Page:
My name on the envelope was written in Laura’s precise handwriting. I opened it carefully and withdrew two documents: a note from her, explaining how and where she’d found the Bukh, and a ten page letter from Dr. Gheorghe Neagu to his descendents that she had translated from Romanian into English.
Laura had discovered the Bukh beneath a pile of rubbish in one of Eddie’s farm houses, not far outside Sighisoara. The house had belonged to a German woman named Gertrude Farber, now deceased, and Eddie had bought it from her niece who lived in Munich. (It was not lost on me that Trude was short for Gertrude, and that this must be the same woman rumored to be Gheorghe Neagu’s girlfriend in Transylvania.)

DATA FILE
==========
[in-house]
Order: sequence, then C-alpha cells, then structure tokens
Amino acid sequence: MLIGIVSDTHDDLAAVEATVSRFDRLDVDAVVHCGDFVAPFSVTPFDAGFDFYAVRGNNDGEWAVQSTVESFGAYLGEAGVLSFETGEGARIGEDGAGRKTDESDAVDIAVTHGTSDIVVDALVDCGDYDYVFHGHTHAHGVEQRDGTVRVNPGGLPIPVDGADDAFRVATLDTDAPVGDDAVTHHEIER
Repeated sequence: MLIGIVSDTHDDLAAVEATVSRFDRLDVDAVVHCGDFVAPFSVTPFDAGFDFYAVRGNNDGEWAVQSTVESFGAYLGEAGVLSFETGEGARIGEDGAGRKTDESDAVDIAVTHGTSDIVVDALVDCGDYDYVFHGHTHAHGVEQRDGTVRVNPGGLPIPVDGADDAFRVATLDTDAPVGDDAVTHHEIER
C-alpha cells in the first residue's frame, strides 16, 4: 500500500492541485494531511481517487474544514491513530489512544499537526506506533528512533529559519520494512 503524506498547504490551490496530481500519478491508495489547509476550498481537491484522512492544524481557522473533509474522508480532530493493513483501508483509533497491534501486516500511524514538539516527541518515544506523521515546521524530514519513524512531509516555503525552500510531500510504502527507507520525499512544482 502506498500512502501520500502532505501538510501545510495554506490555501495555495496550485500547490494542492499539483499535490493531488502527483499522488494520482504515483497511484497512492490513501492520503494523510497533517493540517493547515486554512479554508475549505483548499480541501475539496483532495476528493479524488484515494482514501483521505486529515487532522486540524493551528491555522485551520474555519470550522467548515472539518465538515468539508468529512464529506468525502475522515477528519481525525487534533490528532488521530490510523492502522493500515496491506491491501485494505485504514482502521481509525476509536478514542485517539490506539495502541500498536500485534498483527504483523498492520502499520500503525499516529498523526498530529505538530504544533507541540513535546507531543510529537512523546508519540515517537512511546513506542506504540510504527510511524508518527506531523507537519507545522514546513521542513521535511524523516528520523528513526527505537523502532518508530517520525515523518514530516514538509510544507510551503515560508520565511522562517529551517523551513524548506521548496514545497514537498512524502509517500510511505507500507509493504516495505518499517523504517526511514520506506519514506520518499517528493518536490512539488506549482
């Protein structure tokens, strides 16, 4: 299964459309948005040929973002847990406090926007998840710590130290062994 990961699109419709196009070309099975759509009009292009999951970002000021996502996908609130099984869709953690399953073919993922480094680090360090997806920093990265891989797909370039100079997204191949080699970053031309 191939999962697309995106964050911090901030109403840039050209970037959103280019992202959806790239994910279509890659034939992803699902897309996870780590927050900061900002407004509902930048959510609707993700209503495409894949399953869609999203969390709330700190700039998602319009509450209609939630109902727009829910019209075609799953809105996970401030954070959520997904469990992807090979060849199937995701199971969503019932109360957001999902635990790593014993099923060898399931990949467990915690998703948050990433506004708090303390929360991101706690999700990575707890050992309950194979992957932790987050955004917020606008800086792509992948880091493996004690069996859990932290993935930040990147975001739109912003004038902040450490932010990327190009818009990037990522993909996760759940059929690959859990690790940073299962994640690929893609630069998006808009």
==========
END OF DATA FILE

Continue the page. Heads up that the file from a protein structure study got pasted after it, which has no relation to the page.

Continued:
According to Laura, the Bukh had been nestled inside a small, badly damaged valise that had been pushed into a hollow in the thick farmhouse wall and covered with all sorts of junk. The minute she opened the valise and saw the Bukh glowing up at her from a bed of velvet, Laura was captivated. What do I do? she wondered. Keep the thing or notify Eddie of its existence? She badly wanted to keep it. She knew if she showed it to Eddie, he’d insist on going through legal channels before making a decision, and she didn’t want to go that route. So she took the Bukh in its valise and hid it beneath her bed in Eddie’s house in Sighisoara. That, she wrote in her note to me, led to incredible dreams and nightmares. It didn’t take very long for her to realize she couldn’t live with the Bukh and had better send it to me in Texas. But first she arranged to have Gheorghe’s letter typed out in English so she’d maybe have a better idea what she was dealing with.
“The information in Gheorghe’s letter convinced me even further that I couldn’t keep the Bukh as personal property even though I was fascinated by it. You will see what I mean when you read the letter.” She ended with “your loving cousin, Laura,” and begged me to take care.